Recent Projects

Global Modernisms: Contiguities, Infrastructures and Aesthetic Practices

Architect Habib Rahman explains the details of the plans of Rabindra Bhavan and the Lalit Kala Akademi buildings to Prime Minister Jawaharlal Nehru on May 7th 1961, New Delhi, India. Photo: ©Ram Rahman/Sukanya Rahman.

Annual Conference of the Forum Transregionale Studien and the Max Weber Foundation – Deutsche Geisteswissenschaftliche Institute im Ausland

Concept by Atreyee Gupta, Hannah Baader (Kunsthistorisches Institut Florenz/Max-Planck-Institut), Patrick Flores (University of the Philippines and the Vargas Museum, Manila)

5-7 November 2015, Haus der Kulturen der Welt (HKW), Berlin

Taking the years between 1905 and 1965 as the temporal frame, this conference seeks to rethink Global Modernisms from a transregional perspective. In the recent past, the term Global Modernisms has gained significant currency. Yet, conceptualizations of avantgardism and formal innovation articulated in Paris, New York, Weimar or Moscow continue to inform Global Modernisms’ intellectual field. Global Modernisms then risks becoming a symptom of a new Westernism that masquerades as the universal. This conference seeks a more constitutive conceptual vision. Understanding Global Modernisms as clusters of artistic, intellectual, technological, institutional, socio-cultural, and political arrangements, the conference focuses on this field as an effect of contiguities and infrastructures. We approach contiguities as global and local zones of intellectual and artistic proximity and difference and infrastructure as a combination of physical, political, social and intellectual formations. The conference then aims to situate the concept of Global Modernisms within the scalarity of the macro, meso and the micro and within the plurality of temporal and geographical spaces, movements, and events. To what extent did the relation between material infrastructure (institutions, the formation of disciplines, public policy, architecture, and engineering) and immaterial infrastructure (domination, freedom of movement, gendered hierarchies of power) generate semantic conditions for articulating aesthetic, intellectual, and critical concerns in dispersed parts of the world? Might thinking in terms of contiguities and infrastructures allow us to jettison conceptions of repetition, influence, and derivation that continue to haunt modernisms’ perceptual field?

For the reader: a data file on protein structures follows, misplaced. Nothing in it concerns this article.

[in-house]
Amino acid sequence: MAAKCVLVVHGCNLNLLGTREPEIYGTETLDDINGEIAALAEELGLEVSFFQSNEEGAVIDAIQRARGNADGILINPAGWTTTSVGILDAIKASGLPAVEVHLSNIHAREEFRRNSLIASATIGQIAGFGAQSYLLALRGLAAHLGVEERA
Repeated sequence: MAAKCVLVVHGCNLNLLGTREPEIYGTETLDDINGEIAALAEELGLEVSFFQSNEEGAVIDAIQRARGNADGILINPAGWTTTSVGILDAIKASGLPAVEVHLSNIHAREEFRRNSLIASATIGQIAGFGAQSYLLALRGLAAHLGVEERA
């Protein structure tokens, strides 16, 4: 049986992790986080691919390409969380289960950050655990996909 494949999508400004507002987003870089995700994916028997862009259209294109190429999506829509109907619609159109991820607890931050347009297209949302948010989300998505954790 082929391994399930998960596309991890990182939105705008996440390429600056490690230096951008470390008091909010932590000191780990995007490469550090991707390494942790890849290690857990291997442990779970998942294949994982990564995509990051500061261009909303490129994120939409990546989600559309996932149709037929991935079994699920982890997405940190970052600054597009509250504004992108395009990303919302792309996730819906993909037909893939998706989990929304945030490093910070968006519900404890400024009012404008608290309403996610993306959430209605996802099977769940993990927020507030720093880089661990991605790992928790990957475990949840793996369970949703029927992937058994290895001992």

conference website

Visitors viewing "La Guernica" in the 1955 Picasso exhibition at Haus der Kunst. © Succession Picasso / VG Bild-Kunst, Bonn 2014, photo Georg Goebel © picture alliance / dpa - Bildarchiv

Postwar – Art between the Pacific and the Atlantic, 1945-1965:

21–24 May, 2014, Haus der Kunst, Munich 

Postwar – Art between the Pacific and the Atlantic, 1945-1965 emerges from a 2014 international conference that Atreyee Gupta co-convened with Okwui Enwezor and Ulrich Wilmes at Haus der Kunst (in partnership with Tate Modern, Goethe Institut, Institut für Kunstgeschichte, Ludwig-Maximilians-Universität, and Zentralinstitut für Kunstgeschichte, Munich). A co-edited volume, Postwar – Art between the Pacific and the Atlantic, 1945-1965, brings together 34 essays that bring into sharp focus formal differences and interconnections, elective affinities and constitutive differences that shaped modern and contemporary art in Europe, Asia, the Pacific Rim, Africa, the Mediterranean, North America, and South America during the decades following the conclusion of the Second World War. The book is one component of a multi-year multi-part research and exhibition project that is being undertaken at Haus der Kunst.

conference website